While many are familiar with Harry Johnson’s New and Improved Bartender’s Manual, or How to Mix Drinks in the Present Style, published in 1882, Johnson also claimed to have written and published an earlier edition, in 1860. What makes that notable is, if true, it would have predated Jerry Thomas’s landmark 1862 cocktail book (The Bar-Tender’s Guide, A Complete Cyclopaedia of Plain and Fancy Drinks), which has long been considered the first cocktail guide ever published. (Thomas’s second book is also one that nobody has ever seen a copy of.)
“There was published by me, in San Francisco, the first Bartender’s Manual ever issued in the United States,” Johnson wrote. “This publication was a virtual necessity-the result of a constant demand for such a treatise by those everywhere engaged in the hotel, bar and restaurant business.”
Johnson went on to claim that this edition sold 10,000 copies of that first release in less than a week—an impressive number in any era. Yet curiously, not a single copy has ever been found. It might be, as one online commenter recently speculated, that “only the San Francisco fire’s destruction can explain why no book ever turned up.”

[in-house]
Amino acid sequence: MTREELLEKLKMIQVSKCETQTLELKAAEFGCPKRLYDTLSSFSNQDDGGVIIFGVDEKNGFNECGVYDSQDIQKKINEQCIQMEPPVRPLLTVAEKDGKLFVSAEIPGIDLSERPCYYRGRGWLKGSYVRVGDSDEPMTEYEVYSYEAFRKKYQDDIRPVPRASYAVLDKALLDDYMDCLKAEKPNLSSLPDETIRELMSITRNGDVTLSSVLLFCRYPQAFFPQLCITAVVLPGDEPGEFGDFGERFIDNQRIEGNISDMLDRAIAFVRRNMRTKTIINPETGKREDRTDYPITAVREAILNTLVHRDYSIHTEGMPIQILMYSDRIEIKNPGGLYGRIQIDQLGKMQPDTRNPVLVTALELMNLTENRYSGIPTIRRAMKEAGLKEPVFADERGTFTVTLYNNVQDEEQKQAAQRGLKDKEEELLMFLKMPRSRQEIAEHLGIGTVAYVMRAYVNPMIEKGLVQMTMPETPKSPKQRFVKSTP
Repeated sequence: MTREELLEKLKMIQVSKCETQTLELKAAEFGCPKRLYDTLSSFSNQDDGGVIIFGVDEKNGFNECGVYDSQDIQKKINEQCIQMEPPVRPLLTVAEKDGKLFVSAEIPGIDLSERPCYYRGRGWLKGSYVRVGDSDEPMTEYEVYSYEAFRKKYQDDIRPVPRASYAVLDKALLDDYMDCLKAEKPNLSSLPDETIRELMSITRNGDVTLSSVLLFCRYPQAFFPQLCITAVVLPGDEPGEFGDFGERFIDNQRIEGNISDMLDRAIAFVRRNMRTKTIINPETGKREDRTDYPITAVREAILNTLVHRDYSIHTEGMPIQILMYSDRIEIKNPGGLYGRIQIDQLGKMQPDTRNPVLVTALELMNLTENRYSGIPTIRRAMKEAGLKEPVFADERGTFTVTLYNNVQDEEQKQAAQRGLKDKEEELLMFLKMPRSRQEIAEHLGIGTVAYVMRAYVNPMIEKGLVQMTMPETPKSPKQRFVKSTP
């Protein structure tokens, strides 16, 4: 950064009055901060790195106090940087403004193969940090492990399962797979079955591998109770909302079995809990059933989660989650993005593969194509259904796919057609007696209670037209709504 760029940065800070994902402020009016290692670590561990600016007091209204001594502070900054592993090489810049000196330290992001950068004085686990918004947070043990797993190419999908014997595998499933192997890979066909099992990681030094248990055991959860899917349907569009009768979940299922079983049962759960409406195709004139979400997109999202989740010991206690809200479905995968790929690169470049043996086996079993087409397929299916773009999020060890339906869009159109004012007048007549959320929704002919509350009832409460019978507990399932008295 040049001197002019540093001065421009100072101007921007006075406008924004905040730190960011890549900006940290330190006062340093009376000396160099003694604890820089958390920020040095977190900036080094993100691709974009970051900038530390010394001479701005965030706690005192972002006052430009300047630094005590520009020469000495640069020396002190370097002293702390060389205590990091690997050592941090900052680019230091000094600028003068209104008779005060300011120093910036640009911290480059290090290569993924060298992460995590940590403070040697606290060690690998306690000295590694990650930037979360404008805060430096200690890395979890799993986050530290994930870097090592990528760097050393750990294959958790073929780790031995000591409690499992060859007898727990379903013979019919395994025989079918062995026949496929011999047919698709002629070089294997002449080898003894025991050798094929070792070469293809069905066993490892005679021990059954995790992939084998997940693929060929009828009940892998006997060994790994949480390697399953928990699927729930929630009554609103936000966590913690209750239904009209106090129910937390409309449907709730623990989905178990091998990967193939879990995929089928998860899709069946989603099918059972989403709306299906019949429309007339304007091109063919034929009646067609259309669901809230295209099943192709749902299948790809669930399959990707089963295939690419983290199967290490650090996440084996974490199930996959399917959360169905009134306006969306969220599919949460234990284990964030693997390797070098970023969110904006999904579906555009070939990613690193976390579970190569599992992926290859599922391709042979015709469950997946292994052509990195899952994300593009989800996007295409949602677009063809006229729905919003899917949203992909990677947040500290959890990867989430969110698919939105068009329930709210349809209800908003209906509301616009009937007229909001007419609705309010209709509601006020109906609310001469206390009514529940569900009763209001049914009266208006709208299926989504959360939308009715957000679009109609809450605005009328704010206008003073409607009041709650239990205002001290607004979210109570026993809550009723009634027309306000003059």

Another explanation for the book’s disappearance is simpler, proposed by my fellow Daily Beast columnist David Wondrich in his book, Imbibe: “there are grounds for taking the things that came out of his mouth with a grain of salt.” In other words, that 1860 edition may have existed only in Johnson’s boastful imagination.
Even Johnson’s 1882 edition is exceedingly hard to find in print. “No one has a copy that I know of,” says Dale DeGroff, a pioneer in the cocktail renaissance and author of The Craft of the Cocktail. Another fabled but unseen cocktail book, DeGroff says, is the 1884 Modern Bartender’s Guide, written by the pseudonymous O.H. Byron. “The beautiful dust jacket…is all that remains.,” DeGroff says. “It was published on acid paper and as far as I know no copies have survived,” and may explain why it’s never benefited from a reprint.